Loans held for sale consist of 1-4 family residential loans originated for sale in the secondary market and, from time to time, certain loans transferred from the loan portfolio to loans held for sale, all of which are carried at the lower of cost or fair value. The fair value of 1-4 family residential loans is based on the principal or most advantageous market currently offered for similar loans using observable market data. The fair value of the loans transferred from the loan portfolio is based on the amounts offered for these loans in currently pending sales transactions. Loans held for sale carried at fair value are classified as Level 3.
Impaired Loans
Impaired loans are carried at the lower of carrying value or fair value. Fair value is determined as the recorded investment balance less any specific reserve. We establish specific reserves based on the following three impairment methods: 1) the present value of expected future cash flows discounted at the loan’s original effective interest rate; 2) the loan’s observable market price; or 3) the fair value of the collateral less estimated selling costs when the loan is collateral dependent and we expect to liquidate the collateral. However, if repayment is expected to come from the operation of the collateral, rather than liquidation, then we do not consider estimated selling costs in determining the fair value of the collateral. Collateral values are generally based upon appraisals by approved, independent state certified appraisers. Appraisals may be discounted based on our historical knowledge, changes in market conditions from the time of appraisal or our knowledge of the borrower and the borrower’s business. Impaired loans carried at fair value are classified as Level 3.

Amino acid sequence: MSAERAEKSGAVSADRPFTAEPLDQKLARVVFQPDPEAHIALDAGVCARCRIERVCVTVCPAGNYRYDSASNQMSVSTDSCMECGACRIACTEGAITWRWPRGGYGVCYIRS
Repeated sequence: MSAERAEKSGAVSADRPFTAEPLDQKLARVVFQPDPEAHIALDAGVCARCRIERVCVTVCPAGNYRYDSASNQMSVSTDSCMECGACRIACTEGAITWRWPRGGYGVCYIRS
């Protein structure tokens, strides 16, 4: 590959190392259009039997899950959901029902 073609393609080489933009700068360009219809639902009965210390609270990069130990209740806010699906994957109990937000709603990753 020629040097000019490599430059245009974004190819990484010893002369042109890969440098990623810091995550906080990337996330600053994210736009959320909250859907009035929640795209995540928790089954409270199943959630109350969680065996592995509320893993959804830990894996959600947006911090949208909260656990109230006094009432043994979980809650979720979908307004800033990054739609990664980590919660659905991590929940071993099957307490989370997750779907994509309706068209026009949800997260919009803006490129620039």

OREO and Other Repossessed Assets